Before the war, Kharkiv was Ukraine’s second largest city with a population of around 1.4 million. But it’s now a shell of itself, with many of its quarters gutted, after relentless bombardment.
In another sign of Moscow’s sense of urgency, several of the 12 battalion groups fighting in Mariupol were sent to fight in Donbass, the Pentagon official said, even as Ukrainian fighters held out in the besieged city.
The remaining Russian forces continued to pound Mariupol in their struggle to eliminate the last pocket of resistance there. On Friday, the city’s mayor issued a desperate appeal to the international community to rescue those still trapped in a huge steelworks that has become the last stronghold for Ukrainian fighters and civilians.
Vadym Boychenko, the mayor of Mariupol, said there were more than 600 injured – including soldiers and civilians – at the Azovstal complex. “They have been there for more than 60 days and they are begging to be rescued,” he said, reiterating that supplies of water, medicine and ammunition were running out quickly. “It’s not a matter of days, it’s a matter of hours.”
About 20,000 civilians were killed, he said, but denied that the city had been fully conquered.
The European Union’s decision to ban imports of Russian oil, a long-delayed move that has divided bloc members and highlighted their dependence on Russian energy sources, was another sign that the Ukraine’s Western allies were increasing their support by taking tough action to punish Russia.
It took weeks for EU countries to agree on the outlines of the measure, and intensive talks will continue over the weekend before the European Commission, the bloc’s executive, puts forward a proposal finalized on paper for EU ambassadors to approve, several EU officials and diplomats. involved in the said process.
The diplomats and officials spoke on condition of anonymity as they were not authorized to speak publicly about the progress of the sensitive talks.
Russia is Europe’s biggest oil supplier, supplying about a quarter of the bloc’s annual needs, according to 2020 data, or about half of Russia’s total exports. As the oil embargo is phased in, officials said the bloc would seek to fill the gap by increasing imports from other sources, such as Persian Gulf countries, Nigeria, Kazakhstan and India. Azerbaijan.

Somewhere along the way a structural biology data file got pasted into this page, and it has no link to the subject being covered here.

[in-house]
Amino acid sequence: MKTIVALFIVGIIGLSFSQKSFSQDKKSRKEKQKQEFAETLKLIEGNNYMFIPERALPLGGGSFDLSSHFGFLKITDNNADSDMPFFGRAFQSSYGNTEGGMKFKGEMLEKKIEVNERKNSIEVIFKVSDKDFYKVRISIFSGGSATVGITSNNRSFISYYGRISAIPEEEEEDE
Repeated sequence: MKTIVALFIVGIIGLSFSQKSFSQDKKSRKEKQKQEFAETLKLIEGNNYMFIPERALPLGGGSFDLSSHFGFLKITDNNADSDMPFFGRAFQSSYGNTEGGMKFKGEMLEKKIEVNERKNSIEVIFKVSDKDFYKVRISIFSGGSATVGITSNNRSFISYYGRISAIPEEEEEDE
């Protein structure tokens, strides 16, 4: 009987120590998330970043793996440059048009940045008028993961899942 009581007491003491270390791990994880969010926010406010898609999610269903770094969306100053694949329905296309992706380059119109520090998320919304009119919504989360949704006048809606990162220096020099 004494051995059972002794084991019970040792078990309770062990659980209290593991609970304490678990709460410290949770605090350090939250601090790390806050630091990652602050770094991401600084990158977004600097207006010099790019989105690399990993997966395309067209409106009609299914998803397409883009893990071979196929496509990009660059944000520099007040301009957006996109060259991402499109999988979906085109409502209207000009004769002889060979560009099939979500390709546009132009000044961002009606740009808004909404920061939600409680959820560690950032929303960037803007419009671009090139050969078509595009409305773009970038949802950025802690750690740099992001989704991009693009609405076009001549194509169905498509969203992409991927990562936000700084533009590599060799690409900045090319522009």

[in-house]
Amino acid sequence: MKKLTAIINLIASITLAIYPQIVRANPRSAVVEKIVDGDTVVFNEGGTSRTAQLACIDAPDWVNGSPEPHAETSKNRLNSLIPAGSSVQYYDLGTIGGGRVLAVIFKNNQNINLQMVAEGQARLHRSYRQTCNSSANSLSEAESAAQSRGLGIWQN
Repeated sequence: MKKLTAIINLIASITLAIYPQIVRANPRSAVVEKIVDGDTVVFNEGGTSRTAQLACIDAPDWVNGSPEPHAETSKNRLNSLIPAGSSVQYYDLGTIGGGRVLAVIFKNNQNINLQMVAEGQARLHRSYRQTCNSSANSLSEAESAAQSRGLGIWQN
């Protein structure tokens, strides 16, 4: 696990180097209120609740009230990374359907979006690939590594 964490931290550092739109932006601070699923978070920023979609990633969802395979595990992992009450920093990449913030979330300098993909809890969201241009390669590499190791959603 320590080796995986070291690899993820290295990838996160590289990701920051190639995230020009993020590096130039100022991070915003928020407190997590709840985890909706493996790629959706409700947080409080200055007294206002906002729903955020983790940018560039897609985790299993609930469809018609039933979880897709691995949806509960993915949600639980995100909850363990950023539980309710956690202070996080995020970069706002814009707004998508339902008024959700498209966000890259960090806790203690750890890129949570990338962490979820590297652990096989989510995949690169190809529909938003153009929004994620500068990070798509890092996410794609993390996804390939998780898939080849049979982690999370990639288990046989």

The fact that the European Union is now apparently able to find a compromise between its 27 member countries on such a difficult measure highlights a fundamental miscalculation by Russian President Vladimir V. Putin in his assault on Ukraine: in instead of sowing discord, the war has forged a united front that facilitates difficult compromises.
“More important than the oil embargo is the signal that Europe is united and taking back the initiative,” said Mujtaba Rahman, managing director for Europe at Eurasia Group, a consultancy. Mr Rahman said a more drastic cut in oil imports would have been more painful for Russia, but also too costly for Europe, risking eroding public support for Ukraine.
If enacted next week, as planned, the oil embargo will be the most important new step in the sixth EU sanctions package since Russia invaded Ukraine. It will also include sanctions against Russia’s biggest bank, Sberbank, which has so far been spared, officials said.
Germany’s position was decisive in finalizing the new measure; the country, the bloc’s economic leader, was importing about a third of its oil from Russia at the time of the invasion of Ukraine. But its influential energy minister, Robert Habeck, said this week that Germany had been able to reduce that percentage to just 12% in recent weeks, making a full embargo “manageable”.
“The problem that seemed very big for Germany only a few weeks ago has become much smaller,” Habeck told media during a visit to Warsaw on Tuesday. He added: “Germany is very, very close to independence from Russian oil imports.” But he did not explain how he was able to accomplish this so quickly.
Matina Stevis-Gridneff reported from Brussels and Thomas Gibbons-Neff from Kharkov, Ukraine. Eric Schmitt contributed reporting from Washington, and Cora Engelbrecht from Krakow, Poland.